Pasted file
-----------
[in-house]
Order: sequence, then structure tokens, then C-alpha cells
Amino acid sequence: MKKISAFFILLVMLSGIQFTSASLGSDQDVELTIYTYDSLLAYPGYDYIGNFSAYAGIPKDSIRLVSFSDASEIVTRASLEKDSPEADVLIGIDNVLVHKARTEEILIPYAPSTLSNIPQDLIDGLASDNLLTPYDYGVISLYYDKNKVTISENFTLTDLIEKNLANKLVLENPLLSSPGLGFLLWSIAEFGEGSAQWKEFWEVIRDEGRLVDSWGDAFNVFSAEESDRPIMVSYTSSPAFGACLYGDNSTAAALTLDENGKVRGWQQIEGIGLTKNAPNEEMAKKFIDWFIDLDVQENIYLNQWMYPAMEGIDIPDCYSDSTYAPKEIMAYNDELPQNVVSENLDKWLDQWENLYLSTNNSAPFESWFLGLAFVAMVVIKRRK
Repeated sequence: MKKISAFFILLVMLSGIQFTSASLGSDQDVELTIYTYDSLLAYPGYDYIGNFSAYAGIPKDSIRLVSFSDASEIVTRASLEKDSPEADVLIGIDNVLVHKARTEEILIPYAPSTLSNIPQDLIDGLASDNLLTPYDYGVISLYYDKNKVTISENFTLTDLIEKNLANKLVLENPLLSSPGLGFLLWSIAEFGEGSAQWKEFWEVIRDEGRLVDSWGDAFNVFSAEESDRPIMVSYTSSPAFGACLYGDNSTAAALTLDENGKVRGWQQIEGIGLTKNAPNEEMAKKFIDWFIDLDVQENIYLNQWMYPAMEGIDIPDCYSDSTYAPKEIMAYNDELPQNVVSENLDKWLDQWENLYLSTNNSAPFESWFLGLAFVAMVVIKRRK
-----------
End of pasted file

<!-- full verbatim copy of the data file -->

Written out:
[in-house]
Order: sequence, then structure tokens, then C-alpha cells
Amino acid sequence: MKKISAFFILLVMLSGIQFTSASLGSDQDVELTIYTYDSLLAYPGYDYIGNFSAYAGIPKDSIRLVSFSDASEIVTRASLEKDSPEADVLIGIDNVLVHKARTEEILIPYAPSTLSNIPQDLIDGLASDNLLTPYDYGVISLYYDKNKVTISENFTLTDLIEKNLANKLVLENPLLSSPGLGFLLWSIAEFGEGSAQWKEFWEVIRDEGRLVDSWGDAFNVFSAEESDRPIMVSYTSSPAFGACLYGDNSTAAALTLDENGKVRGWQQIEGIGLTKNAPNEEMAKKFIDWFIDLDVQENIYLNQWMYPAMEGIDIPDCYSDSTYAPKEIMAYNDELPQNVVSENLDKWLDQWENLYLSTNNSAPFESWFLGLAFVAMVVIKRRK
Repeated sequence: MKKISAFFILLVMLSGIQFTSASLGSDQDVELTIYTYDSLLAYPGYDYIGNFSAYAGIPKDSIRLVSFSDASEIVTRASLEKDSPEADVLIGIDNVLVHKARTEEILIPYAPSTLSNIPQDLIDGLASDNLLTPYDYGVISLYYDKNKVTISENFTLTDLIEKNLANKLVLENPLLSSPGLGFLLWSIAEFGEGSAQWKEFWEVIRDEGRLVDSWGDAFNVFSAEESDRPIMVSYTSSPAFGACLYGDNSTAAALTLDENGKVRGWQQIEGIGLTKNAPNEEMAKKFIDWFIDLDVQENIYLNQWMYPAMEGIDIPDCYSDSTYAPKEIMAYNDELPQNVVSENLDKWLDQWENLYLSTNNSAPFESWFLGLAFVAMVVIKRRK